In the first part of this series about long-loop conversations in the context of virtual teams, we explored asking questions that can reduce the number of exchanges required to get definitive responses. In this part, we examine ways to clear the fog — the confusions, blind spots and omissions that impede our way to clarity.
Understanding how fog forms and persists in the long-loop environment is helpful in itself. Here are three practices that tend to create or preserve fog.
- Fear of offending others
- Sometimes people withhold questions because they fear that asking them could offend others. Askers fear that their questions might seem too fundamental or too obvious. Sometimes they've asked the question before, but they weren't satisfied with the response; sometimes the asking led to tension.
- Fear of self-disclosure
- At times, we withhold comments or questions that could be helpful to the collaboration, but which also risk disclosing our own ignorance, shortcomings, or past errors. Unless the other collaborators raise the topic, this withholding can bar the group from exploring the issue.
- Defenses and defensive attacks
- When we bristle in response to others' comments, we signal that the conversation has crossed into unacceptability. If the topic is relevant to the collaboration, defensiveness and defensive attacks can prevent the collaborators from investigating relevant and important territory.
Here are four questions we can use to clear the fog, even if we're unaware of its existence.
- What should I be asking you that I haven't asked yet?
- The answer to this question might expose the obvious: questions you never thought to ask. But if the responder tells you that you haven't asked a question, and you feel that you have, this exchange might expose questions asked ineffectively, or the asker's misunderstanding or ignoring of a question you did ask.
- Do you think I might be confused about anything? If so, what?
- This question gives the responder permission to suggest that the asker might be confused. The responder might not accept the offer, but making the offer enhances the chance that the responder might surface new information.
- What questions haven't you asked yet?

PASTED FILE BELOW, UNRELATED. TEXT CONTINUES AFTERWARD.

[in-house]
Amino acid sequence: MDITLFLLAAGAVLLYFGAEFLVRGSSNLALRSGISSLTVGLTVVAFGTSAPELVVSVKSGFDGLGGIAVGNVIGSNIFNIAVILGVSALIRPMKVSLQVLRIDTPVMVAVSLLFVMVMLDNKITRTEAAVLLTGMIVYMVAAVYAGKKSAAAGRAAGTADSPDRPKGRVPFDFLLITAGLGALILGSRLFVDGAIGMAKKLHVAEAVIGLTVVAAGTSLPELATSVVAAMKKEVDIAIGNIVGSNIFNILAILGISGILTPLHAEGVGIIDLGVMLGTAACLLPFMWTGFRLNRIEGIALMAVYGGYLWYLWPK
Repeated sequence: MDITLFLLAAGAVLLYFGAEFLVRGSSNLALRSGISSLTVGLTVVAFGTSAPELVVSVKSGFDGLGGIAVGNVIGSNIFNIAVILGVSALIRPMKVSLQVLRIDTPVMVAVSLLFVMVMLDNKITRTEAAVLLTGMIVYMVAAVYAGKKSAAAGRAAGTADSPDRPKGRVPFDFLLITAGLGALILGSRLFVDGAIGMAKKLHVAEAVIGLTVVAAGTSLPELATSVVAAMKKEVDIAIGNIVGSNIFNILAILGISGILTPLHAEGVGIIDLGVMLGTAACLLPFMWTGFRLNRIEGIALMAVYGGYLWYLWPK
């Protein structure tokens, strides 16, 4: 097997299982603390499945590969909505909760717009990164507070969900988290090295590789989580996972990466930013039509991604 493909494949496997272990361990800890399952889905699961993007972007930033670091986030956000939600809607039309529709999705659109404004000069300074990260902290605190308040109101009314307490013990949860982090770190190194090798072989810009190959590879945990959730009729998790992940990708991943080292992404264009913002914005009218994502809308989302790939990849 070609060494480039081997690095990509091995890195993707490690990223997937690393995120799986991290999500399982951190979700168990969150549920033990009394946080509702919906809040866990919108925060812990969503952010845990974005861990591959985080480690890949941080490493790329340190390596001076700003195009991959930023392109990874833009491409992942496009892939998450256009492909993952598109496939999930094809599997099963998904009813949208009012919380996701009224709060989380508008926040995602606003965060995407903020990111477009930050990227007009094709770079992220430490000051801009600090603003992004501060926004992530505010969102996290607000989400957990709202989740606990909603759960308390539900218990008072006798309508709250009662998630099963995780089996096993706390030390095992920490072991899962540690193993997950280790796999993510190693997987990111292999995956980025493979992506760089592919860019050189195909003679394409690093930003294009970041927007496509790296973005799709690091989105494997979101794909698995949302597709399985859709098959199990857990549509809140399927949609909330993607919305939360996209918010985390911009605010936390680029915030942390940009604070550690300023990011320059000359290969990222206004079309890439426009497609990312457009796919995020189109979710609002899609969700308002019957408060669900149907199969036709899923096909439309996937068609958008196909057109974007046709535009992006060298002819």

- Responders usually Sometimes people withhold
questions because they fear
that asking them could
offend othersknow that they can ask questions. But this question invites responders to focus on questions they've withheld. Those questions are often the most productive.
- Are there any risks we haven't considered?
- Risks that haven't been mentioned can be especially fruitful, because they often include the so-called "elephants in the room." This question gives people license to discuss those elephants.
These questions help even when you don't know you need help. They work by encouraging participants to seek unpleasant information, or to reveal information they might be withholding. But they depend for their effectiveness on a commitment by the asker not to be offended, and a commitment by the responder to be honest and forthright. Have I left anything out? First in this series Next in this series Top Next Issue
For more suggestions for the long-loop environment, "Long-Loop Conversations: Clearing the Fog," Point Lookout for June 24, 2009; and "Long-Loop Conversations: Anticipation," Point Lookout for August 12, 2009.
Is your organization a participant in one or more global teams? Are you the owner/sponsor of a global team? Are you managing a global team? Is everything going well, or at least as well as any project goes? Probably not. Many of the troubles people encounter are traceable to the obstacles global teams face when building working professional relationships from afar. Read 303 Tips for Virtual and Global Teams to learn how to make your global and distributed teams sing. Order Now!
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More articles on Effective Communication at Work:
- Some Truths About Lies: I